by John A. James, ed 2; 377 pp, 116 illus, $23.50, C. V. Mosby Co., 1972.
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Dr. James states in his preface that his book is intended to serve as a practical guide for physicians without special experience in pediatric nephrology. He has served his purpose well.
The book is organized along traditional lines, with the first five chapters devoted to normal anatomy, clinical manifestation, diagnostic procedures, embryology, and kidney function. Interlaced in the chapters are remarks relating to disease, abnormal findings, and other clinical points. This is at once distracting and interesting. I finally concluded the advantages of mixing useful clinical data in introductory chapters concerned with "normal" background made reading more compelling—particularly for a dedicated clinician.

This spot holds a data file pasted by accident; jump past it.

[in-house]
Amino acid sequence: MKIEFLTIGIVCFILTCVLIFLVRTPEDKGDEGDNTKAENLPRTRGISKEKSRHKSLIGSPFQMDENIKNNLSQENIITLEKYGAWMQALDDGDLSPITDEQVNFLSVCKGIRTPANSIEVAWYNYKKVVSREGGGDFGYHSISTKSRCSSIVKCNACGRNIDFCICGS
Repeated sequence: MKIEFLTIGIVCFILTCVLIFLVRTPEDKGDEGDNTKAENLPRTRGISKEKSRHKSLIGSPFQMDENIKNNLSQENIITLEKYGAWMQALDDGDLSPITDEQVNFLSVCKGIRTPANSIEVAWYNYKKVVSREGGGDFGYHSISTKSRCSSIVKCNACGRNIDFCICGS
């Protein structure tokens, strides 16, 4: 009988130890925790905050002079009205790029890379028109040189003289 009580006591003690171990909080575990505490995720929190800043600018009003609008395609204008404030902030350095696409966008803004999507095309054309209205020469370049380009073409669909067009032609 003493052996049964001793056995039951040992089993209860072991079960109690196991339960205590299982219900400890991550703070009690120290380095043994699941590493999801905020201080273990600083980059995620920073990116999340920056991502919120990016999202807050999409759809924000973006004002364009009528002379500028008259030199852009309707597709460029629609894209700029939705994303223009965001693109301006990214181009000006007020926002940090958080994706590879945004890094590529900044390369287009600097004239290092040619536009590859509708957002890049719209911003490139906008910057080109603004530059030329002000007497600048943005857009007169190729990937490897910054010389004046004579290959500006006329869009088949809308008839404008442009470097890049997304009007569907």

The physiological descriptions in the book were its weakest points. Part of this difficulty arose from the author's determination to keep the book short and useful to the "nonnephrologist." Some points made are at least arguable. The description of mechanisms governing sodium reabsorption is so abbreviated that the
Holliday MA. Renal Disease in Childhood. JAMA. 1973;226(7):796. doi:10.1001/jama.1973.03230070054027